Following up on yesterday’s post about Kids and Screen Addiction, the article excerpted below argues that “what’s happening on all these screens is not, as the writer suggests, an endless braindead Candy Crush session, but a rich social experience of its own” [link to the full write-up, and see also this post on Kottke on the debate]:
That screen is full of friends, and its distraction is no less valuable or valid than the distraction of a room full of buddies or a playground full of fellow students. Screen Addiction is, in this view, nonsensical: you can no more be addicted to a screen than to windows, sounds, or the written word.
This is an argument worth making, probably. But tell it to an anxious parent or an alienated grandparent and you will sense that it is inadequate. It is correct, yes, and it addresses their stated concerns. But those concerns—that the screens are poisoning families, that they’re making kids unhealthy and sedentary, that they’re destroying curiosity—were never really the issue. Screen Addiction is a generational complaint, and generational complaints, taken individually, are rarely what they claim to be. They are fresh expressions of horrible and timeless anxieties.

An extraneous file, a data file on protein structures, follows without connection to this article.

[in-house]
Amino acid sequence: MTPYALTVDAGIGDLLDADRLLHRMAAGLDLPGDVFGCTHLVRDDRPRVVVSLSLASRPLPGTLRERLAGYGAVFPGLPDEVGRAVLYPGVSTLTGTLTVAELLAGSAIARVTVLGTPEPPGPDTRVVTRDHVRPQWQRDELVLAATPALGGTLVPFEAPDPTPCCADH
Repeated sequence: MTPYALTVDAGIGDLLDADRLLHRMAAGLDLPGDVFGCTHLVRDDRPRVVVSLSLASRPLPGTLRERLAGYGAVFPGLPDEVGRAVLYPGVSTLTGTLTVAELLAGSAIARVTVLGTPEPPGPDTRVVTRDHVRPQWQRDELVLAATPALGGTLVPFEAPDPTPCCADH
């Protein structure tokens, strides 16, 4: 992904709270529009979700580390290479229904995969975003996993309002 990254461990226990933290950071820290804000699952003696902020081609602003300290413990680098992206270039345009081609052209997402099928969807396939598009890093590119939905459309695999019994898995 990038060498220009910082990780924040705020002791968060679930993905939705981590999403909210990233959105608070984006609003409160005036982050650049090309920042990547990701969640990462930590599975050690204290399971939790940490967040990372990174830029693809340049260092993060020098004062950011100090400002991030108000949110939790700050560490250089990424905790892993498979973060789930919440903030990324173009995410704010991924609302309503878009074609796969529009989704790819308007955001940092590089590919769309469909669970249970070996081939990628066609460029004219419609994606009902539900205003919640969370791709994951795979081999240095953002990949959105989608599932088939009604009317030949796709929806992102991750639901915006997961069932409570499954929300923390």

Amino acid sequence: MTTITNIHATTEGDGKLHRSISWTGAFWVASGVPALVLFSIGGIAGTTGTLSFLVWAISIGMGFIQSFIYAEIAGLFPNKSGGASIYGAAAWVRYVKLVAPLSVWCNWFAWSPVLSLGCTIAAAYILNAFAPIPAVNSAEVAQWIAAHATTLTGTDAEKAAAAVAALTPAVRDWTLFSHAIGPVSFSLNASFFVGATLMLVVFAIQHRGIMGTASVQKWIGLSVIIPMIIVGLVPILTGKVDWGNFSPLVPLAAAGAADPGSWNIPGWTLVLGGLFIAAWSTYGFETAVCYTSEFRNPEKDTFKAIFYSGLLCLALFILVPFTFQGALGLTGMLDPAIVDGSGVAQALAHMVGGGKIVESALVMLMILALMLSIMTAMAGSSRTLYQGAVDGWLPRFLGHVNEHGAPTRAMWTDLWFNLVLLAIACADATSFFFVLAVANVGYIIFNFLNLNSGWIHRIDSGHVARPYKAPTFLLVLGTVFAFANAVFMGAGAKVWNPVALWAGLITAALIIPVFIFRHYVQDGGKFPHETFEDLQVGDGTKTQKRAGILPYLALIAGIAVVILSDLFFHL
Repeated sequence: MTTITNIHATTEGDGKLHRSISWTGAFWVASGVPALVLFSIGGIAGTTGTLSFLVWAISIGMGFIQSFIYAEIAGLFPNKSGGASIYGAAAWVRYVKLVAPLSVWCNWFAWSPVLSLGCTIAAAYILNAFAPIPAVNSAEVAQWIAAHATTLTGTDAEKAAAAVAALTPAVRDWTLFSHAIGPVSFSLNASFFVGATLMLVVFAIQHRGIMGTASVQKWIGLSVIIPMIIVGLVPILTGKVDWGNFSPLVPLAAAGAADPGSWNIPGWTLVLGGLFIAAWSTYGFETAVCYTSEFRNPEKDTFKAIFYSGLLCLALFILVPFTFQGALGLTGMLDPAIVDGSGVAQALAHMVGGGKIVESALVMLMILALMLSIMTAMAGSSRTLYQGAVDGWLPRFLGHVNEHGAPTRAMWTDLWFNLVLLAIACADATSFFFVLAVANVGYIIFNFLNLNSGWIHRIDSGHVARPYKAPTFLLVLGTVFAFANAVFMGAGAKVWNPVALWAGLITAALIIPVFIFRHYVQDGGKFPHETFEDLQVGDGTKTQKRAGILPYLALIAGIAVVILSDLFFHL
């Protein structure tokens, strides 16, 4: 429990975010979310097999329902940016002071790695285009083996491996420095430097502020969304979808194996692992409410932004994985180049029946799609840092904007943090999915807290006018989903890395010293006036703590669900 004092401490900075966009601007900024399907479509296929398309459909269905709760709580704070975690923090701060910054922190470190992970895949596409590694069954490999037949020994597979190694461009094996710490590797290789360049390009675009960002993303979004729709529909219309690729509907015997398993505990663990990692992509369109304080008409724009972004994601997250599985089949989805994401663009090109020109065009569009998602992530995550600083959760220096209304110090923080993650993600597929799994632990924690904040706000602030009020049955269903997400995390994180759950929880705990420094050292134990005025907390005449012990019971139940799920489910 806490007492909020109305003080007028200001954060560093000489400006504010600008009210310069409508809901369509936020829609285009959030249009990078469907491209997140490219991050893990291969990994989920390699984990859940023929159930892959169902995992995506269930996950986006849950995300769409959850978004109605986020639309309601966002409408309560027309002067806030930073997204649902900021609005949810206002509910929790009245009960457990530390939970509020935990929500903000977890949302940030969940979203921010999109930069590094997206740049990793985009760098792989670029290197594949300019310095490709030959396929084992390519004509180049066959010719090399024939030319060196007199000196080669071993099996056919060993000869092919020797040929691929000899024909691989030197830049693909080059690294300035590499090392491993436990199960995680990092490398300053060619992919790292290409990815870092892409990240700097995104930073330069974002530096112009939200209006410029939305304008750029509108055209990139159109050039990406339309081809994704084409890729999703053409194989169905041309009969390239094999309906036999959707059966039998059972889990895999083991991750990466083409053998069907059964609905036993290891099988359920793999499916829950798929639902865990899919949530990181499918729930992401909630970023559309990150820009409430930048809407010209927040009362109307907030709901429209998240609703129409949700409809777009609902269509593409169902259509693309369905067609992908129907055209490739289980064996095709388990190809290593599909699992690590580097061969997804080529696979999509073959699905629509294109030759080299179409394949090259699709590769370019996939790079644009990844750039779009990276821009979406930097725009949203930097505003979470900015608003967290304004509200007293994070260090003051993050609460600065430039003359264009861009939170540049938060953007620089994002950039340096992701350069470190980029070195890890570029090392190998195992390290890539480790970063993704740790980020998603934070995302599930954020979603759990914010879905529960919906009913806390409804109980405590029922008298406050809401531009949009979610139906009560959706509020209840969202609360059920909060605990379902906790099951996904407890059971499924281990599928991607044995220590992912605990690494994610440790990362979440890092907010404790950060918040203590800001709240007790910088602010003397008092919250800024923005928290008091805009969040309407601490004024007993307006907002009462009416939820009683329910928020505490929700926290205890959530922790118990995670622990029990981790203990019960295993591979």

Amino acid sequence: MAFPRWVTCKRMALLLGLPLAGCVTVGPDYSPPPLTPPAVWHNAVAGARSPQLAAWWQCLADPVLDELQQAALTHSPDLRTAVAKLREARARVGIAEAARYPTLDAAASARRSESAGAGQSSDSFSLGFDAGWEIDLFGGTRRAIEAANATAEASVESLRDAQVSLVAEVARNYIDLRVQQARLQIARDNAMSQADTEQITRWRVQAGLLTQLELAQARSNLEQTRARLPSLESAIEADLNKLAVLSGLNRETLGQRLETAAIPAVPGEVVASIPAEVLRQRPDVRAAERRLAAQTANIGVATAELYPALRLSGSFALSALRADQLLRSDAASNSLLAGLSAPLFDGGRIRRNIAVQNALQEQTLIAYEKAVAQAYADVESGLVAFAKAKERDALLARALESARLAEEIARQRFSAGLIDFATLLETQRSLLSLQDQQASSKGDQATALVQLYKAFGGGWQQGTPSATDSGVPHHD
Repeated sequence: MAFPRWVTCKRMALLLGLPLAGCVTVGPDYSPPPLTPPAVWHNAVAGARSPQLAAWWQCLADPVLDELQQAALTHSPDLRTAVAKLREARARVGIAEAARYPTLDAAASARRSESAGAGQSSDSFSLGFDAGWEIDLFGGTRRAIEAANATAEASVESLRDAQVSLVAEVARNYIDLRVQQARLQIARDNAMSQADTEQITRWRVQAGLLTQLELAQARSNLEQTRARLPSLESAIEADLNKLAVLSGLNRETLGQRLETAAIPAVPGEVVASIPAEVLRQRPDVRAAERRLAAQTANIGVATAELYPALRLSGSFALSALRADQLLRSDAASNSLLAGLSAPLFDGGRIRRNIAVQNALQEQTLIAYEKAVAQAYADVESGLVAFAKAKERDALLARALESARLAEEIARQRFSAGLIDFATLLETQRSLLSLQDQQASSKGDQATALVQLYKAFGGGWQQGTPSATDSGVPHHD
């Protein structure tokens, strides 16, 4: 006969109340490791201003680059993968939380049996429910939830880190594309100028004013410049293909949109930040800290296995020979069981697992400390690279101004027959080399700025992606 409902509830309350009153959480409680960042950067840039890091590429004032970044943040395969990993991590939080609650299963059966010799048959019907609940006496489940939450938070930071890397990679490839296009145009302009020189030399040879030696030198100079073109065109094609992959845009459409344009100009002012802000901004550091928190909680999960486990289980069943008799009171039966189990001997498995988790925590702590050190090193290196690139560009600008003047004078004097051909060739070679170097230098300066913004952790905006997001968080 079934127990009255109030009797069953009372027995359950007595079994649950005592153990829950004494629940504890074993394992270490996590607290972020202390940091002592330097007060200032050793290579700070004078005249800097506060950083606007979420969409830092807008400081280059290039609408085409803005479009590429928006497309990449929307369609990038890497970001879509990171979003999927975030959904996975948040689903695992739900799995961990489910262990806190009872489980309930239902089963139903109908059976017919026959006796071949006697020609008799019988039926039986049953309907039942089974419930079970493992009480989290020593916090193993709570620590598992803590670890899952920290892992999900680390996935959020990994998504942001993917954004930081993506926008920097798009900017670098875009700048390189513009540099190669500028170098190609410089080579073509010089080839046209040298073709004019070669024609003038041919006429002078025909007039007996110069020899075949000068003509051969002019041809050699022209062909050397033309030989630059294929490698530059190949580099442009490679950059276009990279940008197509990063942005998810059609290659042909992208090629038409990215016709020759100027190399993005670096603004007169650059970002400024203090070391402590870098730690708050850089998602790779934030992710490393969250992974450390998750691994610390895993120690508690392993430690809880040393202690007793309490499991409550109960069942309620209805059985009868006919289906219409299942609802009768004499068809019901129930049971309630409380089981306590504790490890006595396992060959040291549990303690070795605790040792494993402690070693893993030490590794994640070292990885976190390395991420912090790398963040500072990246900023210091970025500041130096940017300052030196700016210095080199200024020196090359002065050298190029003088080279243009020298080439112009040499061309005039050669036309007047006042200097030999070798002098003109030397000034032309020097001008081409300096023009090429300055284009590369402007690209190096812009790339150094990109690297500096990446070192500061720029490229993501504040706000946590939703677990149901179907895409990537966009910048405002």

…The grandparent who is persuaded that screens are not destroying human interaction, but are instead new tools for enabling fresh and flawed and modes of human interaction, is left facing a grimmer reality. Your grandchildren don’t look up from their phones because the experiences and friendships they enjoy there seem more interesting than what’s in front of them (you). Those experiences, from the outside, seem insultingly lame: text notifications, Emoji, selfies of other bratty little kids you’ve never met. But they’re urgent and real. What’s different is that they’re also right here, always, even when you thought you had an attentional claim. The moments of social captivity that gave parents power, or that gave grandparents precious access, are now compromised.
All of this reminds me of a book that I read years ago, Everything Bad is Good For You, by Steven Johnson, who made a similar argument that parents were misguided in bemoaning the ways in which their kids were devoting rapt attention to TV and video games, i.e., what if a kid was spending hours sitting sedentary, reading a book? would they be as concerned?